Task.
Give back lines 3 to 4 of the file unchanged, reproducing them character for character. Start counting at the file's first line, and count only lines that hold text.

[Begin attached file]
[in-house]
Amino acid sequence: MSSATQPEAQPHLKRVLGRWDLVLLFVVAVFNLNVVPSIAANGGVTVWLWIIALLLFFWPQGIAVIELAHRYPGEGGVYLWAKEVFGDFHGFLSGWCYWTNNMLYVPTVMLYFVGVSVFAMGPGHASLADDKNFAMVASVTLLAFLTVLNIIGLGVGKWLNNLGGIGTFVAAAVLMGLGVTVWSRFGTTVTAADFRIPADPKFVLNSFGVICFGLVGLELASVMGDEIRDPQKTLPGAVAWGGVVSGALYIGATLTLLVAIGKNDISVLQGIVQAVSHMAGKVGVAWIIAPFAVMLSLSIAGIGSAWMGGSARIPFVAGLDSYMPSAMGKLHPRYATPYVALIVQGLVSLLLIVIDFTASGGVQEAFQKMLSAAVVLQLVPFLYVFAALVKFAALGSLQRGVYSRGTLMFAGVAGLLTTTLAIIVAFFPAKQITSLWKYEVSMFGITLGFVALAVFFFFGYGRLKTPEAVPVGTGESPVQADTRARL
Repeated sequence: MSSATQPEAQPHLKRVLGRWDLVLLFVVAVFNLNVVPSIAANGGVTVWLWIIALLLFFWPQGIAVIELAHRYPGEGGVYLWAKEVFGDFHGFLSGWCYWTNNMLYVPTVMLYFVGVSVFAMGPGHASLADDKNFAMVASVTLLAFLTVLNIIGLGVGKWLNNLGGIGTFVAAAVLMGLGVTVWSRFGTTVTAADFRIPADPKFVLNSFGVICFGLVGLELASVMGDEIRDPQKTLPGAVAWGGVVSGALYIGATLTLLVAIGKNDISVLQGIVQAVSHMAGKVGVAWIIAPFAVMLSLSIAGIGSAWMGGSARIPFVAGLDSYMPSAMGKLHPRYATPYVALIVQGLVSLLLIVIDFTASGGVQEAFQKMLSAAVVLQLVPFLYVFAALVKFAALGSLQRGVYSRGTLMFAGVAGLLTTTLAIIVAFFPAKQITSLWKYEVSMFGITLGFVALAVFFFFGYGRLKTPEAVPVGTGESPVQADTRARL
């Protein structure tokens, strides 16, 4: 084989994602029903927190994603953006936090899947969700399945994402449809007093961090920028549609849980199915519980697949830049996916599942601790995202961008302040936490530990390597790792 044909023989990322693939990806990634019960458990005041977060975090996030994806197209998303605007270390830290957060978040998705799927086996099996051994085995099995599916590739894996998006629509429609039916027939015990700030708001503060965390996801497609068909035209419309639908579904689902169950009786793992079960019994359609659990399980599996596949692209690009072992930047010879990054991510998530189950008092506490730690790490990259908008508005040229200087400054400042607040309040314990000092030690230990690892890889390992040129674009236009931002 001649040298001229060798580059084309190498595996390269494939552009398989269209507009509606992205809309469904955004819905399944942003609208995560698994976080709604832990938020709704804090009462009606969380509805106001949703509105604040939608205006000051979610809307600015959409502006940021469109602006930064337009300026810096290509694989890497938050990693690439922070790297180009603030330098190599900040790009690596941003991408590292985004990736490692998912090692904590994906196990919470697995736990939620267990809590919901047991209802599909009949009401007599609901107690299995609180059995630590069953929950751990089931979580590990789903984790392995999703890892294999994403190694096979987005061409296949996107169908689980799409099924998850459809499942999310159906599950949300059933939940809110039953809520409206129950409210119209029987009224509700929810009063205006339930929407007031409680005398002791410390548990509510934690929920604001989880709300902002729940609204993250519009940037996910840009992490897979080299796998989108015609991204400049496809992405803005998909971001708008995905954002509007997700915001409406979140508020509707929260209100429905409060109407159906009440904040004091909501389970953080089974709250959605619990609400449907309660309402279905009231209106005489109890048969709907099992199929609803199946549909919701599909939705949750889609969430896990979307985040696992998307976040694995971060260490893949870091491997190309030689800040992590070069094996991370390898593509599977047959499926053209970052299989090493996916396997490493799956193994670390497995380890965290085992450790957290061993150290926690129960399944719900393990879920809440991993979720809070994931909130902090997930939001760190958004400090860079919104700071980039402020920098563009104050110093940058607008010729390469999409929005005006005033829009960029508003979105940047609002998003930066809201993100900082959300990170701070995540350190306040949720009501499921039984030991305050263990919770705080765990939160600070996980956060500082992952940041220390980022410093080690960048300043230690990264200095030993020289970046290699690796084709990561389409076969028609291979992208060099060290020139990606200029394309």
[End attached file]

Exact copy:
Repeated sequence: MSSATQPEAQPHLKRVLGRWDLVLLFVVAVFNLNVVPSIAANGGVTVWLWIIALLLFFWPQGIAVIELAHRYPGEGGVYLWAKEVFGDFHGFLSGWCYWTNNMLYVPTVMLYFVGVSVFAMGPGHASLADDKNFAMVASVTLLAFLTVLNIIGLGVGKWLNNLGGIGTFVAAAVLMGLGVTVWSRFGTTVTAADFRIPADPKFVLNSFGVICFGLVGLELASVMGDEIRDPQKTLPGAVAWGGVVSGALYIGATLTLLVAIGKNDISVLQGIVQAVSHMAGKVGVAWIIAPFAVMLSLSIAGIGSAWMGGSARIPFVAGLDSYMPSAMGKLHPRYATPYVALIVQGLVSLLLIVIDFTASGGVQEAFQKMLSAAVVLQLVPFLYVFAALVKFAALGSLQRGVYSRGTLMFAGVAGLLTTTLAIIVAFFPAKQITSLWKYEVSMFGITLGFVALAVFFFFGYGRLKTPEAVPVGTGESPVQADTRARL
């Protein structure tokens, strides 16, 4: 084989994602029903927190994603953006936090899947969700399945994402449809007093961090920028549609849980199915519980697949830049996916599942601790995202961008302040936490530990390597790792 044909023989990322693939990806990634019960458990005041977060975090996030994806197209998303605007270390830290957060978040998705799927086996099996051994085995099995599916590739894996998006629509429609039916027939015990700030708001503060965390996801497609068909035209419309639908579904689902169950009786793992079960019994359609659990399980599996596949692209690009072992930047010879990054991510998530189950008092506490730690790490990259908008508005040229200087400054400042607040309040314990000092030690230990690892890889390992040129674009236009931002 001649040298001229060798580059084309190498595996390269494939552009398989269209507009509606992205809309469904955004819905399944942003609208995560698994976080709604832990938020709704804090009462009606969380509805106001949703509105604040939608205006000051979610809307600015959409502006940021469109602006930064337009300026810096290509694989890497938050990693690439922070790297180009603030330098190599900040790009690596941003991408590292985004990736490692998912090692904590994906196990919470697995736990939620267990809590919901047991209802599909009949009401007599609901107690299995609180059995630590069953929950751990089931979580590990789903984790392995999703890892294999994403190694096979987005061409296949996107169908689980799409099924998850459809499942999310159906599950949300059933939940809110039953809520409206129950409210119209029987009224509700929810009063205006339930929407007031409680005398002791410390548990509510934690929920604001989880709300902002729940609204993250519009940037996910840009992490897979080299796998989108015609991204400049496809992405803005998909971001708008995905954002509007997700915001409406979140508020509707929260209100429905409060109407159906009440904040004091909501389970953080089974709250959605619990609400449907309660309402279905009231209106005489109890048969709907099992199929609803199946549909919701599909939705949750889609969430896990979307985040696992998307976040694995971060260490893949870091491997190309030689800040992590070069094996991370390898593509599977047959499926053209970052299989090493996916396997490493799956193994670390497995380890965290085992450790957290061993150290926690129960399944719900393990879920809440991993979720809070994931909130902090997930939001760190958004400090860079919104700071980039402020920098563009104050110093940058607008010729390469999409929005005006005033829009960029508003979105940047609002998003930066809201993100900082959300990170701070995540350190306040949720009501499921039984030991305050263990919770705080765990939160600070996980956060500082992952940041220390980022410093080690960048300043230690990264200095030993020289970046290699690796084709990561389409076969028609291979992208060099060290020139990606200029394309």